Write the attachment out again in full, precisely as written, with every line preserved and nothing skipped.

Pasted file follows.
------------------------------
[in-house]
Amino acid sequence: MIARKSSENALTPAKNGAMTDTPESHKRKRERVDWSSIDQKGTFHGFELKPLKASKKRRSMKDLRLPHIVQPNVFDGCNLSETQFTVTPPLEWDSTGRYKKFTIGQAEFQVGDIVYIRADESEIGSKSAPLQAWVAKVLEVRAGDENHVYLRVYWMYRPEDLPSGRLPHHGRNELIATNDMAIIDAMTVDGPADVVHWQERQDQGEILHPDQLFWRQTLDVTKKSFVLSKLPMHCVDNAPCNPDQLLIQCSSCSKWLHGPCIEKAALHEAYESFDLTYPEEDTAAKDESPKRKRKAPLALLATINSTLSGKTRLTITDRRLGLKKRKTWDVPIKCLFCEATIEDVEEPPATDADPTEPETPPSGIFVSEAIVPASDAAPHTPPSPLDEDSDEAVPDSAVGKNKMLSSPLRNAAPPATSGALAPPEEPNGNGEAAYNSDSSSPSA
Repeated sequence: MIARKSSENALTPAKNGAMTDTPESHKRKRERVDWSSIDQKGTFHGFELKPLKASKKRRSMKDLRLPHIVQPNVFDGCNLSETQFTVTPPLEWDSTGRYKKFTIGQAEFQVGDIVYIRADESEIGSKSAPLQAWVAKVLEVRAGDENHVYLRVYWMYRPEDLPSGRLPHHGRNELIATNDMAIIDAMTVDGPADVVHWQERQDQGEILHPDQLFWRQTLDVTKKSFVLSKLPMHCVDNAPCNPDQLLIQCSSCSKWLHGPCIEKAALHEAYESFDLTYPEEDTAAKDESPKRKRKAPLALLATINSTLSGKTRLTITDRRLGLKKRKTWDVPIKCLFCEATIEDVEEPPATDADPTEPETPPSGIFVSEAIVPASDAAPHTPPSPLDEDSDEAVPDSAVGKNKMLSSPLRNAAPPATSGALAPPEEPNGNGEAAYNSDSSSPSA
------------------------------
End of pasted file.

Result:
[in-house]
Amino acid sequence: MIARKSSENALTPAKNGAMTDTPESHKRKRERVDWSSIDQKGTFHGFELKPLKASKKRRSMKDLRLPHIVQPNVFDGCNLSETQFTVTPPLEWDSTGRYKKFTIGQAEFQVGDIVYIRADESEIGSKSAPLQAWVAKVLEVRAGDENHVYLRVYWMYRPEDLPSGRLPHHGRNELIATNDMAIIDAMTVDGPADVVHWQERQDQGEILHPDQLFWRQTLDVTKKSFVLSKLPMHCVDNAPCNPDQLLIQCSSCSKWLHGPCIEKAALHEAYESFDLTYPEEDTAAKDESPKRKRKAPLALLATINSTLSGKTRLTITDRRLGLKKRKTWDVPIKCLFCEATIEDVEEPPATDADPTEPETPPSGIFVSEAIVPASDAAPHTPPSPLDEDSDEAVPDSAVGKNKMLSSPLRNAAPPATSGALAPPEEPNGNGEAAYNSDSSSPSA
Repeated sequence: MIARKSSENALTPAKNGAMTDTPESHKRKRERVDWSSIDQKGTFHGFELKPLKASKKRRSMKDLRLPHIVQPNVFDGCNLSETQFTVTPPLEWDSTGRYKKFTIGQAEFQVGDIVYIRADESEIGSKSAPLQAWVAKVLEVRAGDENHVYLRVYWMYRPEDLPSGRLPHHGRNELIATNDMAIIDAMTVDGPADVVHWQERQDQGEILHPDQLFWRQTLDVTKKSFVLSKLPMHCVDNAPCNPDQLLIQCSSCSKWLHGPCIEKAALHEAYESFDLTYPEEDTAAKDESPKRKRKAPLALLATINSTLSGKTRLTITDRRLGLKKRKTWDVPIKCLFCEATIEDVEEPPATDADPTEPETPPSGIFVSEAIVPASDAAPHTPPSPLDEDSDEAVPDSAVGKNKMLSSPLRNAAPPATSGALAPPEEPNGNGEAAYNSDSSSPSA